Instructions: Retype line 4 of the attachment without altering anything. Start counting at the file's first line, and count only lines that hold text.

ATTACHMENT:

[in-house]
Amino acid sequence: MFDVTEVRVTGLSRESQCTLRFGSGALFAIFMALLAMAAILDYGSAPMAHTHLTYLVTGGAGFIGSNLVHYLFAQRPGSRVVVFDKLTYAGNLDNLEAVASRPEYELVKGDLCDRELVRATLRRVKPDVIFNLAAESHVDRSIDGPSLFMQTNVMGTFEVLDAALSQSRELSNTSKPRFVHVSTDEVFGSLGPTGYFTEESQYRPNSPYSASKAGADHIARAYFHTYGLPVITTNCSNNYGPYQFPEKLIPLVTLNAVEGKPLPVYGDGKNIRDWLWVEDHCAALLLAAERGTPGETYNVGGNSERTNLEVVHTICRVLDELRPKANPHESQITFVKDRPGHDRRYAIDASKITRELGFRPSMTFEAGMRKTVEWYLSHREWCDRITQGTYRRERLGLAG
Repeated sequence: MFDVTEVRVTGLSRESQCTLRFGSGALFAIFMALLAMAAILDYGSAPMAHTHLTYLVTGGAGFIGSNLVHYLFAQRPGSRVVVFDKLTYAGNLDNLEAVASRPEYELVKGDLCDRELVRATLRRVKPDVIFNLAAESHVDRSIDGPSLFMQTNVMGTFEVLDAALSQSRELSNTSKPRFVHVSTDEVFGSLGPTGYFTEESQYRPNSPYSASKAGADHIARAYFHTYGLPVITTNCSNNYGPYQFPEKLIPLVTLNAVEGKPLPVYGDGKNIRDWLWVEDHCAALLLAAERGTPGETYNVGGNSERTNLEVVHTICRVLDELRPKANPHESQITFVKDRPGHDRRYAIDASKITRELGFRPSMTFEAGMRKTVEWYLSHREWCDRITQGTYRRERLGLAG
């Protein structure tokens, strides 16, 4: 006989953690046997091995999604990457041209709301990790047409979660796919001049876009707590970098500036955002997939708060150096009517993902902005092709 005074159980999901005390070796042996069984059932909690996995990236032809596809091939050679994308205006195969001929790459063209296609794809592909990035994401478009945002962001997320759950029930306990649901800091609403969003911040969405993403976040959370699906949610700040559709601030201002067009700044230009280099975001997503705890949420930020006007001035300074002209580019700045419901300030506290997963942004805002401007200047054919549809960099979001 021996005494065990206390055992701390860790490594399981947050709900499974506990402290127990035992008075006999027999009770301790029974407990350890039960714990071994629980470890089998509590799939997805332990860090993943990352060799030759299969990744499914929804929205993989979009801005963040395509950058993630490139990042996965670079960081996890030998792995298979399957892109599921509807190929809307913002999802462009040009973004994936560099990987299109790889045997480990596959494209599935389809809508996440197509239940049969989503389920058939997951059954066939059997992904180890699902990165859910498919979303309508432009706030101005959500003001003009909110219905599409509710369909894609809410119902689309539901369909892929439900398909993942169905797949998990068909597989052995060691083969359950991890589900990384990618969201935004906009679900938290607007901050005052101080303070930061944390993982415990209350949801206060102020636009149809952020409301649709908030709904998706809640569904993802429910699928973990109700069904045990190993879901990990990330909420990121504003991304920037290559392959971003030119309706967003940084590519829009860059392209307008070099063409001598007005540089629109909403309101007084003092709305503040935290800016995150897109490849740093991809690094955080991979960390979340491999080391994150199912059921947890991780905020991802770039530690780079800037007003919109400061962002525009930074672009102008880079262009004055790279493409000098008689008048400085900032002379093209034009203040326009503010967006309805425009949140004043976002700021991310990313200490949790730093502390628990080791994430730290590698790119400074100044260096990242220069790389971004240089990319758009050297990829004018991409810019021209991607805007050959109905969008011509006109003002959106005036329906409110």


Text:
């Protein structure tokens, strides 16, 4: 006989953690046997091995999604990457041209709301990790047409979660796919001049876009707590970098500036955002997939708060150096009517993902902005092709 005074159980999901005390070796042996069984059932909690996995990236032809596809091939050679994308205006195969001929790459063209296609794809592909990035994401478009945002962001997320759950029930306990649901800091609403969003911040969405993403976040959370699906949610700040559709601030201002067009700044230009280099975001997503705890949420930020006007001035300074002209580019700045419901300030506290997963942004805002401007200047054919549809960099979001 021996005494065990206390055992701390860790490594399981947050709900499974506990402290127990035992008075006999027999009770301790029974407990350890039960714990071994629980470890089998509590799939997805332990860090993943990352060799030759299969990744499914929804929205993989979009801005963040395509950058993630490139990042996965670079960081996890030998792995298979399957892109599921509807190929809307913002999802462009040009973004994936560099990987299109790889045997480990596959494209599935389809809508996440197509239940049969989503389920058939997951059954066939059997992904180890699902990165859910498919979303309508432009706030101005959500003001003009909110219905599409509710369909894609809410119902689309539901369909892929439900398909993942169905797949998990068909597989052995060691083969359950991890589900990384990618969201935004906009679900938290607007901050005052101080303070930061944390993982415990209350949801206060102020636009149809952020409301649709908030709904998706809640569904993802429910699928973990109700069904045990190993879901990990990330909420990121504003991304920037290559392959971003030119309706967003940084590519829009860059392209307008070099063409001598007005540089629109909403309101007084003092709305503040935290800016995150897109490849740093991809690094955080991979960390979340491999080391994150199912059921947890991780905020991802770039530690780079800037007003919109400061962002525009930074672009102008880079262009004055790279493409000098008689008048400085900032002379093209034009203040326009503010967006309805425009949140004043976002700021991310990313200490949790730093502390628990080791994430730290590698790119400074100044260096990242220069790389971004240089990319758009050297990829004018991409810019021209991607805007050959109905969008011509006109003002959106005036329906409110």